The relatively small odds ratios for ASDs in association with induction or augmentation also are noteworthy.  These were typically in the range of 1.25, with barely significant confidence intervals.  Statistical significance was achieved in large part due to large numbers of patients in the database.  Such results may be statistically significant but clinically unimportant.

ASDs constitute a devastating group of conditions that undeniably warrant better research into causes, prevention and treatment.  Potential risk factors and causes should be investigated, including exposure to oxytocin with labor augmentation and induction. However, at present the link between oxytocin, induction or augmentation of labor and ASDs remains unclear.  As stated by Gregory et al, clinical care and the use of oxytocin in labor management should not be changed in light of their findings.  While this study certainly adds to the academic debate, it should not change care or lead to avoidance of labor augmentation and induction; these important obstetric interventions should continue to be used for the usual clinical indications.

SMFM has reviewed the evidence and feels that the recent publication is far from definitive, uses methodology that cannot prove causality and does not indicate a causal relationship between labor induction/augmentation and ASD. Therefore, this single study should not be viewed as an incentive or provide justification for any change in practice regarding labor induction and management.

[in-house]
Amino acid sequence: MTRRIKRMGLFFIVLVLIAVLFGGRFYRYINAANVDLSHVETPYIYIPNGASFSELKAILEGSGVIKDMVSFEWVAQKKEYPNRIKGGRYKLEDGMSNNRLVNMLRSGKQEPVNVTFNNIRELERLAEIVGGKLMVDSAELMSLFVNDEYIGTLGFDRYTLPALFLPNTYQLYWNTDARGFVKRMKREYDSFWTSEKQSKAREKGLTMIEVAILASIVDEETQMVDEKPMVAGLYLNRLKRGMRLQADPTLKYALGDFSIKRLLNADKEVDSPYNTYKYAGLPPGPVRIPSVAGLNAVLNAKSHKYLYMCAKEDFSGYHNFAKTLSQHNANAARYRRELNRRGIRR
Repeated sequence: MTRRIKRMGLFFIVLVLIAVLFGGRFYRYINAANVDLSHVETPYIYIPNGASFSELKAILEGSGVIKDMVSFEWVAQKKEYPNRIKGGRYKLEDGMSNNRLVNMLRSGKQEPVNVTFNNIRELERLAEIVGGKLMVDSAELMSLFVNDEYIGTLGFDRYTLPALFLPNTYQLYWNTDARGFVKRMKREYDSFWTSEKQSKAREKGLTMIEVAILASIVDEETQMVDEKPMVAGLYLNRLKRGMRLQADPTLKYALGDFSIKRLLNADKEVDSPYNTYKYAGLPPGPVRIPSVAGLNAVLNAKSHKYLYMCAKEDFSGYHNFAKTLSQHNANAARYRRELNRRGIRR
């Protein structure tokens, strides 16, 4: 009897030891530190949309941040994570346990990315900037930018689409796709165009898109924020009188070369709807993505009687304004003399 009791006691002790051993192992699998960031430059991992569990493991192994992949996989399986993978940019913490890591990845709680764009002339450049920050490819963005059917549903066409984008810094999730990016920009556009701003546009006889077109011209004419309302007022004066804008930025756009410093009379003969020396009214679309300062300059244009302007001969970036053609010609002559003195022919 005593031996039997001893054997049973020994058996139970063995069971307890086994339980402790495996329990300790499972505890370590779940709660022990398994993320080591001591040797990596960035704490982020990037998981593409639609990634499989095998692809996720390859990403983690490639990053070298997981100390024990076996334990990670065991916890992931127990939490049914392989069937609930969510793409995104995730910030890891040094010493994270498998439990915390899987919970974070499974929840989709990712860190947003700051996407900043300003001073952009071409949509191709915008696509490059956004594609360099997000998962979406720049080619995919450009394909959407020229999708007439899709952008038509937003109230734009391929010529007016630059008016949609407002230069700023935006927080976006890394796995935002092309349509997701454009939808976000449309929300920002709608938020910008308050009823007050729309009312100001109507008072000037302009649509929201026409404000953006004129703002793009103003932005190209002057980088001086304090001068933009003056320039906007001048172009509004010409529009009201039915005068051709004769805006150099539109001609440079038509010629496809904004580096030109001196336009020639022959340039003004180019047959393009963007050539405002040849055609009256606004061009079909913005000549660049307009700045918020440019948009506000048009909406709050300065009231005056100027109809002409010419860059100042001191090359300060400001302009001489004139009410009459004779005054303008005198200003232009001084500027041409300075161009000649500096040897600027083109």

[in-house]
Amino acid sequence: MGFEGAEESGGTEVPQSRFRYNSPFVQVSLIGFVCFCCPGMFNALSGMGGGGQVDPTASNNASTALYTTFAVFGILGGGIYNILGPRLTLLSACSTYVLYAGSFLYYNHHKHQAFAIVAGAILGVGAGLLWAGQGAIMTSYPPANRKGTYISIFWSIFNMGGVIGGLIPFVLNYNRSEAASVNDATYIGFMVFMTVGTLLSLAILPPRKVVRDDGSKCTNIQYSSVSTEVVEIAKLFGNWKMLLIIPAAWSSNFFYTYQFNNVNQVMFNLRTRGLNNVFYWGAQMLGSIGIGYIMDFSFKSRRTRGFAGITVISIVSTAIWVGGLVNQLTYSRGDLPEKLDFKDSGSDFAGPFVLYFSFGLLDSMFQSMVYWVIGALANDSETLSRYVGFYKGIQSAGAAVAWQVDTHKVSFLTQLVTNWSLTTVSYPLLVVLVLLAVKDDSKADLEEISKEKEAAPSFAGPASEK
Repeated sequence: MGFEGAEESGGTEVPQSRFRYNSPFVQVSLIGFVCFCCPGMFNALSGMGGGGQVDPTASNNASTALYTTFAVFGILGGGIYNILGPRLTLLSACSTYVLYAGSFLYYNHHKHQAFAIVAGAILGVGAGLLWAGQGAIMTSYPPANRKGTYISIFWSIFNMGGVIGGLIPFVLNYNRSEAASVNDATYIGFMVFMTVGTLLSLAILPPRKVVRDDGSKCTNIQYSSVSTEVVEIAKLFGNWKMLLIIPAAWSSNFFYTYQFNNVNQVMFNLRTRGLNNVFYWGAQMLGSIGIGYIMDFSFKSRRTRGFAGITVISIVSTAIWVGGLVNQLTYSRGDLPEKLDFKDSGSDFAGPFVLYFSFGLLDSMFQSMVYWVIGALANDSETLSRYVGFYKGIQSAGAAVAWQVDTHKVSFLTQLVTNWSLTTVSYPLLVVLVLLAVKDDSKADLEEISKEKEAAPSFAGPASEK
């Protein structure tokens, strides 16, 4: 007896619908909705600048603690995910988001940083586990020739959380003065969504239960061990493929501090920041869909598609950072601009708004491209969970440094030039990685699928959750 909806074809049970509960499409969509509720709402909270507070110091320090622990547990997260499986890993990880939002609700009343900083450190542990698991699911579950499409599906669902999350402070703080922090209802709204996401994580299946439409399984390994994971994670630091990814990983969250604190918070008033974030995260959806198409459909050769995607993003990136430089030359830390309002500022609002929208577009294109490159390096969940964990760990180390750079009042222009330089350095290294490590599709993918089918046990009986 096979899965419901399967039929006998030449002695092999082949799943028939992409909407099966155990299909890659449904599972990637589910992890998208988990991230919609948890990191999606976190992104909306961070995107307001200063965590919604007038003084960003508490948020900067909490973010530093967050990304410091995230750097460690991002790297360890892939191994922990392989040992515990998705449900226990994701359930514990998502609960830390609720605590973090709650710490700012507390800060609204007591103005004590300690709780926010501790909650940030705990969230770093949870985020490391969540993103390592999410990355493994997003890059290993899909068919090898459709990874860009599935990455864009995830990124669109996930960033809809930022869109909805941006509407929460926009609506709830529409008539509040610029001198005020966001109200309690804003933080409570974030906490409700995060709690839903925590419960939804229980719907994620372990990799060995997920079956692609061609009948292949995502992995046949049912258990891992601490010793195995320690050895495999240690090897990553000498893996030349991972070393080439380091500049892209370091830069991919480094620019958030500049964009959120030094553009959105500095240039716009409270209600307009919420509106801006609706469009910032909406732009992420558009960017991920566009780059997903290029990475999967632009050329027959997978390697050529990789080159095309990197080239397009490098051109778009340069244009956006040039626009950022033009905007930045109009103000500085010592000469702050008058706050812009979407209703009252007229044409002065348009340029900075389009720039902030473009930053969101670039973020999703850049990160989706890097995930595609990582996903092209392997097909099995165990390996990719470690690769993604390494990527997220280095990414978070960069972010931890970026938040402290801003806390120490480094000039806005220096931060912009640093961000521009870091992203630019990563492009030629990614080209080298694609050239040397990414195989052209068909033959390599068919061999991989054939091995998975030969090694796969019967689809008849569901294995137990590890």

1.    Fombonne E. A wrinkle in time: from early signs to a diagnosis of autism. J Am Acad Child Adolesc Psychiatry. 2009;48(5):463-4.

2.    Kogan MD, Blumberg SJ, Schieve LA, Boyle CA, Perrin JM, Ghandour RM,et al. Prevalence of parent-reported diagnosis  of autism spectrum disorder among children in the US, 2007. Pediatrics. 2009;124(5):1395-403.

3.    Autism and Developmental Disabilities Monitoring Network Surveillance Year 2008 Prinicipla Investigators; Centers for Disease Control and Prevention. Prevalence of autism spectrum disorders- Autism and Developmental Disabilities Monitoring Network, 14 sites, Untied States, 2008. MMWR 2012;61(3):1-19.

4.    Ganz ML. The lifetime distribution of the incremental societal costs of autism. Arch Pediatr Adolesc Med. 2007;161(4):343-9.

5.    Ozonoff S, Young GS, Carter A, Messinger D, Yirmiya N, Zwaigenbaum L, et al. Recurrence risk for autism spectrum disorders: a Baby Siblings Research Consortium study. Pediatrics. 2011;128(3):e488-95.

6.    Gardener H, Spiegelman D, Buka SL. Prenatal risk factors for autism: comprehensive meta-analysis. Br J Psychiatry. 2009;195(1):7-14.

7.    Kolevzon A, Gross R, Reichenberg A. Prenatal and perinatal risk factors for autism: a review and integration of findings. Arch Pediatr Adolesc Med. 2007;161(4):326-33.

8.    Gregory SG, Anthopolos R, Osgood CE, Grotegut CA, Miranda M. Association of autism with induced or augmented childbirth in North Carolina Birth Record (1990-1998) and Education Research (1997-2007) databases. JAMA Pediatr. 2013;167(10):959-66.

9.    Silver RM, Landon MB, Rouse DJ, Leveno KJ, Spong CY, Thom EA, et al. Maternal morbidity associated with multiple repeat cesarean deliveries. National Institute of Child Health and Human Development Maternal–Fetal Medicine Units Network. Obstet Gynecol 2006;107:1226–32.

10.    Grimes DA. Epidemiologic research using administrative databases: garbage in, garbage out. Obstet Gynecol. 2010;116(5):1018-9.

11.    Gale S, Ozonoff S, Lainhart J. Brief report: pitocin induction in autistic and nonautistic individuals. J Autism Dev Disord. 2003;33(2):205-8.

12.    Guinchat V, Thorsen P, Laurent C, Cans C, Bodeau N, Cohen D. Pre-, peri- and neonatal risk factors for autism. Acta Obstet Gynecol Scand. 2012;91(3):287-300.